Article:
Along with being Spunky Old Broads Month, the month of February has the distinction of being National Senior Independence Month.
We definitely should be celebrating the fortitude and resilience that many seniors have!
According to the American Health Care Association (AHCA) and the National Center For Assisted Living (NCAL), “This celebration was established to help seniors remain in control of their daily lives.
This month encourages seniors to take the opportunity to evaluate their current living situation, and determine whether or not adjustments could be made to create a better lifestyle. This is the opportunity to notice strengths and weaknesses in daily routines and make minor adjustments with potentially huge improvements.“
Many seniors want to maintain an independent lifestyle and “do for themselves” in their own homes for as long as possible.
In order to do this, however, you must remove safety issues / unsafe conditions from your living environment and maintain your overall health for as long as you can.
Aging In Place – Home Safety For Elderly Folks
Let’s start in the home/living environment. The following are simple things that can be done to make a home as senior friendly as possible.
Declutter All Of Your Living Areas
I know that it’s not an easy task to declutter your living space. It’s especially difficult for older adults. But I can’t stress to you what a high priority decluttering is.
Just 2 weeks ago a dear friend of mine fell and broke her foot and tore a tendon in her leg because she had several pairs of shoes on her staircase. She stepped on one of those shoes as she was coming down the stairs and slipped.
She’s now in a boot for 6 weeks and will have to undergo several months of rehabilitation. Don’t let this happen to you!
Decluttering tips include:
- Take one section of one room (a corner, a drawer, etc.) at a time and finish that area before moving to the next.
- Decide what you will do with the excess items (donate, give it away, throw it away, etc.) and follow through.
- For sentimental collections, pare it down to one or two items.
- Don’t be afraid to ask friends and family for help with sorting through your items. They can also help you to avoid the emotional traps that often happen when you’re trying to clear out your living spaces.
Besides decreasing your risk of falls, an added benefit of decluttering is that you’ll spend your golden years with more peace of mind because you’ll be living in a more serene environment. You may not realize it, but clutter can subconsciously weigh on your mind and drag you down.
For more helpful info on decluttering, read our article, Decluttering Tips For Seniors (Make Your Home Safe And Organized).
Install More Lighting
One of the most underused home modifications for seniors is adequate lighting.
Unless there is a medical condition where someone has difficulty seeing when the lights are turned on, there can truly never be enough lights in someone’s home – especially for seniors.
Place them everywhere, but especially in those areas that are used at night time. For example, at the outdoor entrance, in dark hallways leading from the living area to the bedroom, the path from the bed to the bathroom, the pathway to and from the kitchen, a dark closet, etc.
Installing motion light sensors makes it easy to light the home environment adequately without adding much cost onto the electric bill.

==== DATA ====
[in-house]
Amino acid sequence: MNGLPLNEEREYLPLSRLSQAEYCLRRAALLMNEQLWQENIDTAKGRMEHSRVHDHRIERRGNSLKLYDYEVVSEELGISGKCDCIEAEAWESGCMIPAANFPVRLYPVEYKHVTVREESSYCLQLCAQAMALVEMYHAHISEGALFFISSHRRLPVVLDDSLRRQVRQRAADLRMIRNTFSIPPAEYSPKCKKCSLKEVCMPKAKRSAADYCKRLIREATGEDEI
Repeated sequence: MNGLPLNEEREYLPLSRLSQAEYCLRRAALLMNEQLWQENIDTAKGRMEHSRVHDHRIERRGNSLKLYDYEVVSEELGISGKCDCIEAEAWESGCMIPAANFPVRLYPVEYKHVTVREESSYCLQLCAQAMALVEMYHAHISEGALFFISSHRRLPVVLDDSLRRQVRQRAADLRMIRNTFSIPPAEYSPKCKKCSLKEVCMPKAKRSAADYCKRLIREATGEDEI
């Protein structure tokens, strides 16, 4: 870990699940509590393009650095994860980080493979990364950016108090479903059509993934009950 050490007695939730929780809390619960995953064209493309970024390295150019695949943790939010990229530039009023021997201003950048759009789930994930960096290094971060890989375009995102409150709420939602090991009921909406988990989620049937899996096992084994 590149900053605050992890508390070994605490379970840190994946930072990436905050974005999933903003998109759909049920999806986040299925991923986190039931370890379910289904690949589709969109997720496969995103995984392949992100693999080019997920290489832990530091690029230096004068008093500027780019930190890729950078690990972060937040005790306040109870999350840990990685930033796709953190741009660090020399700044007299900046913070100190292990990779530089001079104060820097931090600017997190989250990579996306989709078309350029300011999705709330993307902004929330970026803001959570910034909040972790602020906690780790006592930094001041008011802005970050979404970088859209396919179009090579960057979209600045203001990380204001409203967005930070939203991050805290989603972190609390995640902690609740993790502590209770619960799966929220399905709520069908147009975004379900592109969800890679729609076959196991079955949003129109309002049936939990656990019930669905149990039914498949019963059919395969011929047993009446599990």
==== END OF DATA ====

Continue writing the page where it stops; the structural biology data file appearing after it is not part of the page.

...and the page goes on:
Make Floors And Stairs As Anti Slip As Possible
First, be sure to wear proper shoes with slip resistant soles. Avoid walking barefoot and/or in socks.
Next, make your floors as slip resistant (or anti slip) as you can. You don’t necessarily have to put in new floors – there are products that can be applied onto ceramic tile, terrazzo, porcelain, wood, vinyl and other types of floors that can help to make them slip resistant.
Also, we recommend removing any trip hazards and anything on the floor that may cause you to slip, such as rugs, doorway thresholds that are not flush to the floor (or at least very thin), electrical cords that are not stapled to the molding or tucked under furniture, etc.
Rearrange The Kitchen
When physical and cognitive abilities are limited, as is often the case for the elderly, the risk of death from fire rises. In 2016, older adults (ages 65 or older) experienced large numbers of fire deaths that occurred in a small population group. As a result, the risk of dying in a fire for these older adults was 2.5 times higher than for the population as a whole and rose even more for the oldest segments (Figure 2). The oldest adults, those ages 85 and older, had a risk of dying in a fire that was 3.4 times higher than for the general population.FEMA,gov
The easiest way to start making a senior friendly kitchen is to organize it. I’m talking about rearranging the items in the kitchen so that it’s easier for a senior loved one to reach for them and to use them.
The physical condition of the senior will dictate where items should be placed. Some tips for rearranging include:
- Don’t put EVERYTHING out on the countertop or wherever you decide is a good spot. Keep only the most used items out.
- Sometimes, removing the doors to some kitchen cabinets can make it much easier to reach for items – especially if the person is in a wheelchair or using a walker or cane.
- Pull out shelves are a great way to avoid reaching too far to the back of a cabinet.
- Pull down shelves are also another wonderful product for overhead cabinets.
- Lazy susan trays are great especially for corner cabinets.
- Sliding basket organizers work well, not only in kitchen cabinets but in the pantry, too.
You can find more ideas in our article, Great Tips On Kitchen Safety For Seniors.
Use Senior-Friendly Furniture In The Home
Most people don’t usually consider furniture to be a home safety hazard, but it can be for seniors.